To understand the rest of this story, you must first understand the way the school system in Paradise Cove (and the rest of the WWASP empire) worked. It wasn’t really so much school as a lack of anything the average American would give the name to. We had no classes, no teachers, in some cases no books, and no impetus to learn. Here’s how it worked: when one arrived, one was given an “Educational Plan,” a piece of paper with the required classes on it and empty spaces for you to write in electives with the approval of the “teacher.” The “teacher” did not actually teach anything, he was basically a glorified room monitor to make sure no one talked or cheated or anything. So one referred to one’s Educational Plan, decided which course one desired to take, and went to the closet at the back of the schoolroom to check out the book, or in some cases the Xeroxed copy of the real book. One then sat and read the book by oneself until one felt one was ready to take the test for the chapter. Then one put the book away, went to the front of the room, and checked out the test from the teacher. The tests were contained in 3-ring binders, one per subject, and the tests were in those little plastic sheet protectors. One took the test on one’s own sheet of paper, usually multiple choice and true/false type questions, and turned it in to the teacher. It was taken to the main office upstairs and graded, then returned to one the next day or day after. If one did not score at least an 80% on the test, one had to redo it until one got at least an 80%. And that was school. Rarely was one’s academic progress monitored. I have done entire half-credit classes in one single day; I spent months sometimes reading books and doing nothing.

There were several school scams going around. The first was that, for certain people, in certain subjects, at certain times, the teacher would give people credit for classes they hadn’t done in exchange for bribes. In the case I am very familiar with, it was Nike T-shirts, at that time like gold in Samoa. The second scam was that people would make two copies of their tests, one to turn in and one to keep and sell. A subject’s worth of tests could get you maybe a bar of soap or even two. (Soap, American, anti-bacterial soap, was currency in Samoa.) The final scam, and the one relevant to this story, was that a lot of the tests had the correct answers marked on them. I tried using them one time, however, and got a worse grade than I could have gotten on my own, so I just did my own thing. But everyone knew about the answers, and no one said anything. It was like this huge, common secret from the staff. It was kind of laughable to be honest. How did they not know? All they had to do was look. It’s a sort of testament to the kind of “education” (or lack thereof) we were getting there that the teacher didn’t even know he was handing the answers out with the tests.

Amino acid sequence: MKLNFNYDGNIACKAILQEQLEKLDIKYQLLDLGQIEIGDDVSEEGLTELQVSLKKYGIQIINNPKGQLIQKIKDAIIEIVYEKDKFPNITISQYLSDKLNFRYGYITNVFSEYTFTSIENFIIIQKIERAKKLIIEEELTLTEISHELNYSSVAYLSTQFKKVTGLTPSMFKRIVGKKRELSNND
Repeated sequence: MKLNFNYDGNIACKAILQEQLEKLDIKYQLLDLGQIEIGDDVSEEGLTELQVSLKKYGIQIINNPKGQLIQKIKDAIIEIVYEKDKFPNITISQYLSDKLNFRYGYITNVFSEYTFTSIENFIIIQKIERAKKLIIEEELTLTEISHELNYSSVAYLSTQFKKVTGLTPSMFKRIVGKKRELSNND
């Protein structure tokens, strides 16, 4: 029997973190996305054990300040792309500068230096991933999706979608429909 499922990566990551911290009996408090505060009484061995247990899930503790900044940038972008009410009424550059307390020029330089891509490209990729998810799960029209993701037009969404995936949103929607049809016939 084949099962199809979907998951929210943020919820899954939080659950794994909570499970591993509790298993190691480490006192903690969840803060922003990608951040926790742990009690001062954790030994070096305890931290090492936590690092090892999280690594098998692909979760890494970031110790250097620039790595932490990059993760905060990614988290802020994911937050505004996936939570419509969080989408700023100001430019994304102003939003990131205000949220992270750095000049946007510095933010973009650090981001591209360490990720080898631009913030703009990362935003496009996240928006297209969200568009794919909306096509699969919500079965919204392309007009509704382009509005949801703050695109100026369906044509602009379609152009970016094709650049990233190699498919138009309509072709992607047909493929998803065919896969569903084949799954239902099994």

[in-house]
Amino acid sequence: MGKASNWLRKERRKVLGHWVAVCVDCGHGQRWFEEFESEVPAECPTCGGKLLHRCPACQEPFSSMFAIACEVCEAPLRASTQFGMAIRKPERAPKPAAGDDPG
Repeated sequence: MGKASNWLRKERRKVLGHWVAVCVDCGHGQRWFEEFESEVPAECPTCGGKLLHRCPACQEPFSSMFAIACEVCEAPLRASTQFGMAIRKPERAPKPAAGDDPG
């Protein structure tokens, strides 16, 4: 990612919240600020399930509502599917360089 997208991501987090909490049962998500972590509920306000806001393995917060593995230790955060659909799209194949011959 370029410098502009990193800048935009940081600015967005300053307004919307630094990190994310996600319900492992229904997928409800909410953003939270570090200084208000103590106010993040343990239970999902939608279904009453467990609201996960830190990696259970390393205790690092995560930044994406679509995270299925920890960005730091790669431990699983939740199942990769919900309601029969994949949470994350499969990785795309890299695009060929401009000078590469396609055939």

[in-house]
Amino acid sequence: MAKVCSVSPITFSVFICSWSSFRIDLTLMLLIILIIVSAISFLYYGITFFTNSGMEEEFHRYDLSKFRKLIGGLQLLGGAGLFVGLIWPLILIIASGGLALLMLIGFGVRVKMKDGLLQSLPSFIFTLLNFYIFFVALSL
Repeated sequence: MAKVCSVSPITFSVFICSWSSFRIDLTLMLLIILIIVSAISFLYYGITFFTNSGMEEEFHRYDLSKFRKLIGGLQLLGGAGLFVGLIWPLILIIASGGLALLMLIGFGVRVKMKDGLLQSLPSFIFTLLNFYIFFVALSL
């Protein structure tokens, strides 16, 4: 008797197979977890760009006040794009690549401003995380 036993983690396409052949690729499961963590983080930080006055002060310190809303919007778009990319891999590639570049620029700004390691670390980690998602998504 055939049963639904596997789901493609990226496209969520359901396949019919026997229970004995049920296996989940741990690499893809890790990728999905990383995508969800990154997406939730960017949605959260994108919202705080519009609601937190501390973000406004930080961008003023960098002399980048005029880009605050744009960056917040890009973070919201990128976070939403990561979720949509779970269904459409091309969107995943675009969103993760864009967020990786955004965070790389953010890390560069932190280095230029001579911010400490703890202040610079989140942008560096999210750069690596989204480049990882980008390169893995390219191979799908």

The stage is now set. Miserable educational experience, bumbling useless teacher, widespread cheating. Enter “M” (I’m just going to call him that.) He had graduated early from high school. He was now taking college correspondence classes and he is working as a Teacher’s Aide. He started taking over the teacher’s duties, but the teacher only had two duties: handing out tests and enforcing the rules in the schoolroom. M was not an upper level; he had no business enforcing any rules and quite frankly no one would have taken him seriously if he had tried. So that left handing out tests. Now, maybe for some reason M just flat out wasn’t aware of the answers written in on the tests. Maybe he was and had kept silent before, but now as a Teacher’s Aide felt compelled by the duties of his Office to drop the royal dime. For whatever reason, drop it he did. He snitched like there was no tomorrow. He blew the doors off the whole thing. It all came out, and all the answers went away, which was largely a personal effort of his. He didn’t just nark, he literally went and personally changed the tests so there were no answers anymore. As a result of his revelations, the tests were moved to a back closet in the school room. A table was placed across the doorway, and one had to literally sign in and out the tests. And guess who was assigned to monitor this whole process? Yes, M. He handed the tests out and diligently checked them for signs of cheating before taking them back. Like I said, a little douchey at times.